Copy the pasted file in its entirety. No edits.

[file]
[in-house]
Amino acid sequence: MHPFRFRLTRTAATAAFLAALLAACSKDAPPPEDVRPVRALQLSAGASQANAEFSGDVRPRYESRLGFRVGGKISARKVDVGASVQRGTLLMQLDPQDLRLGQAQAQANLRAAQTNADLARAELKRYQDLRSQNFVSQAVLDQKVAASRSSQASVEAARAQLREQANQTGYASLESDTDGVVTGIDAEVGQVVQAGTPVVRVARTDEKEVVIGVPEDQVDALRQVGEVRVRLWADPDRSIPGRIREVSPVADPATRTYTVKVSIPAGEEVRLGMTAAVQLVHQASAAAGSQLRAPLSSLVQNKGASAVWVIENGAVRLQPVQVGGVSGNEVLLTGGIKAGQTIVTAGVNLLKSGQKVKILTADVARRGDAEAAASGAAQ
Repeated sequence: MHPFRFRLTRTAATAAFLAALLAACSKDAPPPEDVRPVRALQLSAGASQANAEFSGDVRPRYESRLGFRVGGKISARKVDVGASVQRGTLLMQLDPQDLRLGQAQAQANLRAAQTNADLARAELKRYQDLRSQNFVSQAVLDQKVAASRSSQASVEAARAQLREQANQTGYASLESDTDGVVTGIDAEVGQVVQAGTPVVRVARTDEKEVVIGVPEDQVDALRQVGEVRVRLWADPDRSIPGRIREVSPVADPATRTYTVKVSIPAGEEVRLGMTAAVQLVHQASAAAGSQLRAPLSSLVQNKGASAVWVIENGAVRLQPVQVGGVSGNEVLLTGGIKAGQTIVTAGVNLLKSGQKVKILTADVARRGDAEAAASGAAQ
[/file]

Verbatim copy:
[in-house]
Amino acid sequence: MHPFRFRLTRTAATAAFLAALLAACSKDAPPPEDVRPVRALQLSAGASQANAEFSGDVRPRYESRLGFRVGGKISARKVDVGASVQRGTLLMQLDPQDLRLGQAQAQANLRAAQTNADLARAELKRYQDLRSQNFVSQAVLDQKVAASRSSQASVEAARAQLREQANQTGYASLESDTDGVVTGIDAEVGQVVQAGTPVVRVARTDEKEVVIGVPEDQVDALRQVGEVRVRLWADPDRSIPGRIREVSPVADPATRTYTVKVSIPAGEEVRLGMTAAVQLVHQASAAAGSQLRAPLSSLVQNKGASAVWVIENGAVRLQPVQVGGVSGNEVLLTGGIKAGQTIVTAGVNLLKSGQKVKILTADVARRGDAEAAASGAAQ
Repeated sequence: MHPFRFRLTRTAATAAFLAALLAACSKDAPPPEDVRPVRALQLSAGASQANAEFSGDVRPRYESRLGFRVGGKISARKVDVGASVQRGTLLMQLDPQDLRLGQAQAQANLRAAQTNADLARAELKRYQDLRSQNFVSQAVLDQKVAASRSSQASVEAARAQLREQANQTGYASLESDTDGVVTGIDAEVGQVVQAGTPVVRVARTDEKEVVIGVPEDQVDALRQVGEVRVRLWADPDRSIPGRIREVSPVADPATRTYTVKVSIPAGEEVRLGMTAAVQLVHQASAAAGSQLRAPLSSLVQNKGASAVWVIENGAVRLQPVQVGGVSGNEVLLTGGIKAGQTIVTAGVNLLKSGQKVKILTADVARRGDAEAAASGAAQ